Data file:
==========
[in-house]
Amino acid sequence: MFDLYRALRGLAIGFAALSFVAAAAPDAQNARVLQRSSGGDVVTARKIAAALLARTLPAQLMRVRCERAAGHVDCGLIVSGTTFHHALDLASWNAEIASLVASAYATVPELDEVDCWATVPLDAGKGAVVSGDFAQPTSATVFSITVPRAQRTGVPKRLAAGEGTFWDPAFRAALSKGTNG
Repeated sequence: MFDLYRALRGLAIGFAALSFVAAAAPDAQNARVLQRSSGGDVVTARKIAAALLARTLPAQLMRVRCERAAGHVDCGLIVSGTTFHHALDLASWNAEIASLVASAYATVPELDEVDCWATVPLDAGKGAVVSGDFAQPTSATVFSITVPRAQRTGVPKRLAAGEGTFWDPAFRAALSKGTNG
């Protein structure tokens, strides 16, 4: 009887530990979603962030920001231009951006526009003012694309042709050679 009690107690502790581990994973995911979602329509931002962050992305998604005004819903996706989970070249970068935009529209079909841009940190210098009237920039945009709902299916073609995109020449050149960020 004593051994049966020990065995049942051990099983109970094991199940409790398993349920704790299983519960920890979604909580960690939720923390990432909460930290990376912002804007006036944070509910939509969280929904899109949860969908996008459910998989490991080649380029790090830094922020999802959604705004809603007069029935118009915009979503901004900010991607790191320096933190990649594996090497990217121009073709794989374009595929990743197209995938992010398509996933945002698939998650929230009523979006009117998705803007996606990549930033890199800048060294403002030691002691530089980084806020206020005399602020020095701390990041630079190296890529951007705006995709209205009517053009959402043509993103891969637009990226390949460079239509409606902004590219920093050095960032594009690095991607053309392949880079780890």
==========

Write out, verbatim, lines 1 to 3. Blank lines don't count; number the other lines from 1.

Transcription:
[in-house]
Amino acid sequence: MFDLYRALRGLAIGFAALSFVAAAAPDAQNARVLQRSSGGDVVTARKIAAALLARTLPAQLMRVRCERAAGHVDCGLIVSGTTFHHALDLASWNAEIASLVASAYATVPELDEVDCWATVPLDAGKGAVVSGDFAQPTSATVFSITVPRAQRTGVPKRLAAGEGTFWDPAFRAALSKGTNG
Repeated sequence: MFDLYRALRGLAIGFAALSFVAAAAPDAQNARVLQRSSGGDVVTARKIAAALLARTLPAQLMRVRCERAAGHVDCGLIVSGTTFHHALDLASWNAEIASLVASAYATVPELDEVDCWATVPLDAGKGAVVSGDFAQPTSATVFSITVPRAQRTGVPKRLAAGEGTFWDPAFRAALSKGTNG